China Telecom entering Brazilian market
China Telecom and its subsidiary China Communications Services are setting up offices in São Paulo to provide internet, data and outsourcing services. They plan to establish their network in Brazil before the 2014 World Cup, as well as to serve Chinese investors and enterprises in Brazil and elsewhere Latin America.
Chinese investment in Brazil is still concentrated in the South American country’s oil and gas sectors. Chinese companies are now engaging in a wider range of investments, however. Last month, Chinese company State Grid acquired a Spanish construction firm’s Brazil-based assets for US $531 million. Bank of China and other big banks are actively acquiring Brazilian engineering and logistics companies.
Asia-Pacific and Latin American emerging countries have great economic development opportunities
Asia-Pacific and Latin America should expect growth in trade, but both regions should work to improve economic relations by initiating policies that support the following: 1) diversification of Latin American exports to Asia-Pacific; 2) establishment of trade partnership between the two regions; 3) an increase bilateral foreign investment, especially with respect to Latin American infrastructure; 4) strengthening of cooperation in innovation, technology and human resources; and 5) initiation of high-end trade forums for Asia-Pacific and Latin American governments.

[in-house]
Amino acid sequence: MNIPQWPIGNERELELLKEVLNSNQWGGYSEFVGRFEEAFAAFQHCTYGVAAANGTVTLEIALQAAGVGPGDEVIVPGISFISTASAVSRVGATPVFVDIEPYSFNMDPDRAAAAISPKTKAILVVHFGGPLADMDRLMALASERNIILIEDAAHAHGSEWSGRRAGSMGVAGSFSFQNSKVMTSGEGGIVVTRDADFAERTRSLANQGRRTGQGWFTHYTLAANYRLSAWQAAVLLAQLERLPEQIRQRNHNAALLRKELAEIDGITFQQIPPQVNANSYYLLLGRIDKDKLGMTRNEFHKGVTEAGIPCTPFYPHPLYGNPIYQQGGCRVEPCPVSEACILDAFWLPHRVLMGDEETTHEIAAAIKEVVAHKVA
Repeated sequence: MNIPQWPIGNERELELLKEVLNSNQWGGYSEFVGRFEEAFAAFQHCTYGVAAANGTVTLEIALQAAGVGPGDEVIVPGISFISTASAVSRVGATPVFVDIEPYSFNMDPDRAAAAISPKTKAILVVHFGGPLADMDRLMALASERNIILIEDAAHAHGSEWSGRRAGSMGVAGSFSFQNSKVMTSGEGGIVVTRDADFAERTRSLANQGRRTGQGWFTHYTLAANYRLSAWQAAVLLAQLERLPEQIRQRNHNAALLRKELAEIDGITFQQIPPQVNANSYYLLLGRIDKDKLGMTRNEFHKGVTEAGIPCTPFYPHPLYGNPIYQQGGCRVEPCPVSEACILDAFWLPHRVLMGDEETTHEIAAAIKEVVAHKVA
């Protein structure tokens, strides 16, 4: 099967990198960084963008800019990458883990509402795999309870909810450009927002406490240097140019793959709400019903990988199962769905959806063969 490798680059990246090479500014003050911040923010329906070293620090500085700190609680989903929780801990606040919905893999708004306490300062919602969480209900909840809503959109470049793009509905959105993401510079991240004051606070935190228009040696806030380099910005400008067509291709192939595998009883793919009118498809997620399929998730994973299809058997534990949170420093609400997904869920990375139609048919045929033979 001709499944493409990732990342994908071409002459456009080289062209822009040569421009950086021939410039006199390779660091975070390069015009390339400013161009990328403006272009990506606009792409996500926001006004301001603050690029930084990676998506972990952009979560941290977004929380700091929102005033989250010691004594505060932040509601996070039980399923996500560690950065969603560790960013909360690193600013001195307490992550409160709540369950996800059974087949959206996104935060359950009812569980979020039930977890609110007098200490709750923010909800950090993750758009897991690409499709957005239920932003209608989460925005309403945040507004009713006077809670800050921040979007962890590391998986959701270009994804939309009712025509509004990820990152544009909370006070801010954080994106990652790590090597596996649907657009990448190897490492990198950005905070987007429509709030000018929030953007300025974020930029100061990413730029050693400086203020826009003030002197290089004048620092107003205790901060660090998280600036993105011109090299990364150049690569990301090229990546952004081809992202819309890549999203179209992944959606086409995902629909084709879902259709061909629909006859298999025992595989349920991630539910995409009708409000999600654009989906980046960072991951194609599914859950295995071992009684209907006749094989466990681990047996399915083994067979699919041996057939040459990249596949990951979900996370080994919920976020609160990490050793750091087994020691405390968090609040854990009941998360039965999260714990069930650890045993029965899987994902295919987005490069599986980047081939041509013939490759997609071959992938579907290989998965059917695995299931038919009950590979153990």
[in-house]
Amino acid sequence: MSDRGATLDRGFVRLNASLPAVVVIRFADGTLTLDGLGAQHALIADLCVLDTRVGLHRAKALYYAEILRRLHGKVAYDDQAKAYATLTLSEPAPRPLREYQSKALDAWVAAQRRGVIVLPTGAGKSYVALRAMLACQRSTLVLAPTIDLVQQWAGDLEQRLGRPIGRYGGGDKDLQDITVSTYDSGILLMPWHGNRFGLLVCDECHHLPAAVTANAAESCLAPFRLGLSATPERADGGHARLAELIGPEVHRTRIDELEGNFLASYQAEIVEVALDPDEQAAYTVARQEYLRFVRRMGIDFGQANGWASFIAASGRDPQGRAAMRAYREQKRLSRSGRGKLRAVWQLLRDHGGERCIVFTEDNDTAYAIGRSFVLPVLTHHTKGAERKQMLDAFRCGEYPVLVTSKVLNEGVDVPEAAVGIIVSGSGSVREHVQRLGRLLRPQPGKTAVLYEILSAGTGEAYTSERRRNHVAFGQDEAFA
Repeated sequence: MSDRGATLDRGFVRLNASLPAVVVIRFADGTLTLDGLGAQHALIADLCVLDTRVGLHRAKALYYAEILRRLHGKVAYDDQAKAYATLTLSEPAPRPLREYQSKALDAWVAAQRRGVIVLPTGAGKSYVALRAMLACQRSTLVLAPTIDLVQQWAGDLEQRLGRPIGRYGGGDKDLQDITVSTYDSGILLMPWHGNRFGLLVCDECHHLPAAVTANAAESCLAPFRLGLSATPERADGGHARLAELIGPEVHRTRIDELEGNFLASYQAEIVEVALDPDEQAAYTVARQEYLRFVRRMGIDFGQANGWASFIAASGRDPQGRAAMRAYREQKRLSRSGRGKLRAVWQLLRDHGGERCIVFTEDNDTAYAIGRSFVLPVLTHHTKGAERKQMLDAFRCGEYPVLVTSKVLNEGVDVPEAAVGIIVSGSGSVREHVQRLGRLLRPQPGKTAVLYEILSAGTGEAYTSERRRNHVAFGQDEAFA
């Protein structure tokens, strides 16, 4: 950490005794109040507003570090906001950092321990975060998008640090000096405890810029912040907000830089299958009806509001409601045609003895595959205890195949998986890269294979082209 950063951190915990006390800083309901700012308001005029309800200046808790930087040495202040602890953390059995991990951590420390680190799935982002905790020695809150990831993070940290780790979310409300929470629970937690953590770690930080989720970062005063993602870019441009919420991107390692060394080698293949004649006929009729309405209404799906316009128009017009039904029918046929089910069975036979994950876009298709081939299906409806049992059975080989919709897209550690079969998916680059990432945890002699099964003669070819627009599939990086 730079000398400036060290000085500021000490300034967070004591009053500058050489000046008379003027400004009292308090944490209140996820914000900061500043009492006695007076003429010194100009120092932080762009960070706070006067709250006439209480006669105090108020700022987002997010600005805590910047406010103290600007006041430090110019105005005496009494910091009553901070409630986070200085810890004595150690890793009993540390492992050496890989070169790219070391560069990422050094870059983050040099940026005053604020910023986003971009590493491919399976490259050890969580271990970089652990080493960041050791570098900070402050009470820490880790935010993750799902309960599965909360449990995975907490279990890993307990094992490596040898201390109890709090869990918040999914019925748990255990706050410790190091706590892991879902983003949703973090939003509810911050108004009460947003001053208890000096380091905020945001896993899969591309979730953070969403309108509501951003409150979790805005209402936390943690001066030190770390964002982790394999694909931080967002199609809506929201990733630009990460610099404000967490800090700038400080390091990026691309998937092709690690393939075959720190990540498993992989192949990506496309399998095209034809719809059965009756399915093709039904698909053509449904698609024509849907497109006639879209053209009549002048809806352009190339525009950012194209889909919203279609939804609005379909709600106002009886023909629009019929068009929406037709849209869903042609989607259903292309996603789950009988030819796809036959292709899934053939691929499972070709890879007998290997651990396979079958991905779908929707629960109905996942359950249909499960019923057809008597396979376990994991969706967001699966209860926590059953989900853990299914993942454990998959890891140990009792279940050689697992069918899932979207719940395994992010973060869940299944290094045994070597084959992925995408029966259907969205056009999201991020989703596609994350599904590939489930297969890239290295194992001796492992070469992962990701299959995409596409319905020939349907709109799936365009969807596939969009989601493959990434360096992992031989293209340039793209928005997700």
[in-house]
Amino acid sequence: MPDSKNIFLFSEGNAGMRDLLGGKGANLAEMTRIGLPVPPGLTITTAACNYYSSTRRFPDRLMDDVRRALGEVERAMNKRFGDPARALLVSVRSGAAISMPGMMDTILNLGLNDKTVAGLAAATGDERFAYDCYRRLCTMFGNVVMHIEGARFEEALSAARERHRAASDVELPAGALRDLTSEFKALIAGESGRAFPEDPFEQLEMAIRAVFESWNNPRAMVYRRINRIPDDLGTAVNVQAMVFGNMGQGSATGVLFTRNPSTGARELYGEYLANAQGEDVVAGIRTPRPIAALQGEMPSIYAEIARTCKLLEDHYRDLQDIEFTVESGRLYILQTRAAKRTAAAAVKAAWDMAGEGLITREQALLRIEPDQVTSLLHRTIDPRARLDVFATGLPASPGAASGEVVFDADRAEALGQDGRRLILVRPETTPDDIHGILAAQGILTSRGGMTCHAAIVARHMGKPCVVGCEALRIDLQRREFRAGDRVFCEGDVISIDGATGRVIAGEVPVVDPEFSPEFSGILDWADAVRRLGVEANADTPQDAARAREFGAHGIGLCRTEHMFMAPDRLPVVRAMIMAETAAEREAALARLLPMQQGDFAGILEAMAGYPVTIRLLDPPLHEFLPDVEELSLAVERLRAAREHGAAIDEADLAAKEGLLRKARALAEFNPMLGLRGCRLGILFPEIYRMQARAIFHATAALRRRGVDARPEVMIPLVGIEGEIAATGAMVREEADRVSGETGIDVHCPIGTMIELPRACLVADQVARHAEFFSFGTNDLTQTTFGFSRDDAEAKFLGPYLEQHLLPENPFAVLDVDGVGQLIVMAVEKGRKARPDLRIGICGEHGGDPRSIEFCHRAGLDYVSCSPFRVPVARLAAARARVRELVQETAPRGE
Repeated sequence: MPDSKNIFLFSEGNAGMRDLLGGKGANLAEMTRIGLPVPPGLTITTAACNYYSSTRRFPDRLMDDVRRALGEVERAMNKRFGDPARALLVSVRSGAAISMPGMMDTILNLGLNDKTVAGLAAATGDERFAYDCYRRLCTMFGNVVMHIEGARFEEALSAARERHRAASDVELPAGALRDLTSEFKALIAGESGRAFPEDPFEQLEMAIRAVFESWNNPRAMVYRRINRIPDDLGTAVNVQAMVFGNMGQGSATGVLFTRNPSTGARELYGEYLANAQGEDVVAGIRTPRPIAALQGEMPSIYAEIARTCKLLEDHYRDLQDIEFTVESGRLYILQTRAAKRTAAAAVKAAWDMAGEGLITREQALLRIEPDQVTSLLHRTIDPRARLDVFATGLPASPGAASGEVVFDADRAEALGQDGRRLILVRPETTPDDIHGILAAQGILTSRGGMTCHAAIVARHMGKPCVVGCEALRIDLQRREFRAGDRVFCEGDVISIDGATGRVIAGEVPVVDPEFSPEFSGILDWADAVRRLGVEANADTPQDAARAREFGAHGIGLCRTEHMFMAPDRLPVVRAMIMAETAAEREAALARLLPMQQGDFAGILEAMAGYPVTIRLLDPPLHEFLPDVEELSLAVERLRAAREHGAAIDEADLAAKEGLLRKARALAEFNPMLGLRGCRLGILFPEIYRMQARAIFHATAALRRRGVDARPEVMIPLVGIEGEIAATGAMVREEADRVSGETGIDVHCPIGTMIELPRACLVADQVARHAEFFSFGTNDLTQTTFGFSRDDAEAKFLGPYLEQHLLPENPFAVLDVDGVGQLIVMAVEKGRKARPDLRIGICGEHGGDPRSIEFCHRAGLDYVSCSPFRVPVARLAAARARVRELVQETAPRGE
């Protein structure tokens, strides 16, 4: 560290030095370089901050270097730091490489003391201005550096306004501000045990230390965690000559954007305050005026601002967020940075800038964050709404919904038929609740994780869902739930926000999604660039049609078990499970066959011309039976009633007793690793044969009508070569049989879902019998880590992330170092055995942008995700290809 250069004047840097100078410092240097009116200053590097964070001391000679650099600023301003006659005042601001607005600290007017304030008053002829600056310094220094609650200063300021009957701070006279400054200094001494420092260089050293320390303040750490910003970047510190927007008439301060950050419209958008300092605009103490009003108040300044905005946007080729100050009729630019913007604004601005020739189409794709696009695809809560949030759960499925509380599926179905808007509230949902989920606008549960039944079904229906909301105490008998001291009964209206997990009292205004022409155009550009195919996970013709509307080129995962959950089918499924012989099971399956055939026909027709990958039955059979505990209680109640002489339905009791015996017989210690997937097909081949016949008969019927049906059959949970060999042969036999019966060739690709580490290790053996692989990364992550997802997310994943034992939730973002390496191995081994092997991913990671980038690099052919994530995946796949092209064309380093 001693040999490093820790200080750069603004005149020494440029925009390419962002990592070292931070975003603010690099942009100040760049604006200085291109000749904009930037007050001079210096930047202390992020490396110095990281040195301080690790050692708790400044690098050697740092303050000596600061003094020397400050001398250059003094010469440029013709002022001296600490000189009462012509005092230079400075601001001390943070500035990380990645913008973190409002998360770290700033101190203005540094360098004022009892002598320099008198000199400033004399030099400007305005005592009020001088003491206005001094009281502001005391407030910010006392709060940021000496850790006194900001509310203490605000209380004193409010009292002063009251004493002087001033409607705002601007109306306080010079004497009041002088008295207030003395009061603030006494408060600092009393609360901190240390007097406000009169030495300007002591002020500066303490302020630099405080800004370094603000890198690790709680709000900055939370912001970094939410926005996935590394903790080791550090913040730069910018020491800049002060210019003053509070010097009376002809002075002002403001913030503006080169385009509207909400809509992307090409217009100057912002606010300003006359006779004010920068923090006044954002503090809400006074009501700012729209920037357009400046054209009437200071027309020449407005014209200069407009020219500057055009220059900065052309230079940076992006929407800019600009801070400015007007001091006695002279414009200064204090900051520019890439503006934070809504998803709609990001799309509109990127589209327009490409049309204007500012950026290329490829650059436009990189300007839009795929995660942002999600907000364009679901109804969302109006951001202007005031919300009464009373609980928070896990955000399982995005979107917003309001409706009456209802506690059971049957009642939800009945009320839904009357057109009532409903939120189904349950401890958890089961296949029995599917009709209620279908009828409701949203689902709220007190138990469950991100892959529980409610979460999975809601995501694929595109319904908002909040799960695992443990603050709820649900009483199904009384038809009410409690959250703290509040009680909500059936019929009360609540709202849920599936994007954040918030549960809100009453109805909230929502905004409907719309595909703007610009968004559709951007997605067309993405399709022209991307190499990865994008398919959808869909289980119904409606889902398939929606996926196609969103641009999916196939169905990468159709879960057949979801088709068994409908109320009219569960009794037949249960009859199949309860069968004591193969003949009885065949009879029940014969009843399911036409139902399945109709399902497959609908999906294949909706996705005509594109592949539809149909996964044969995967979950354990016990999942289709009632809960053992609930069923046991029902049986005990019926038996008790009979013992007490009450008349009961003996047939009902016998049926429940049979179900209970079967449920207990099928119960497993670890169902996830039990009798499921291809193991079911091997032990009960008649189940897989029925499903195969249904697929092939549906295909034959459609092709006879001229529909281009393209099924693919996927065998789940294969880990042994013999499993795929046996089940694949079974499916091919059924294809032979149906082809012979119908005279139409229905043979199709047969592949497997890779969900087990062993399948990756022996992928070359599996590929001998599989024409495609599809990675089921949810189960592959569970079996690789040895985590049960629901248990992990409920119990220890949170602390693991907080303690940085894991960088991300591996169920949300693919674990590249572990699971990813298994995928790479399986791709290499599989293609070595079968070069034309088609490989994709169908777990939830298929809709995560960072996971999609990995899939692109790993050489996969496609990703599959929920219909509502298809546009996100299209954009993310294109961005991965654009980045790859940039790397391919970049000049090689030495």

China has no interest in Mexico?
Last week’s Mexican Oil Congress in Puebla, Mexico brought together many oil industry giants, including Chevron and Halliburton of the United States and Carlos Slim’s Carso. However, Beijing-based Land Ocean Energy Services was the only Chinese booth at the entire exhibition. Furthermore, the only investment from China in the Mexican oil industry is a small joint venture founded by Sinopec and Grupo Diavaz. China has invested billions of dollars in oil sectors in Brazil, Argentina and Venezuela. Why not in Mexico?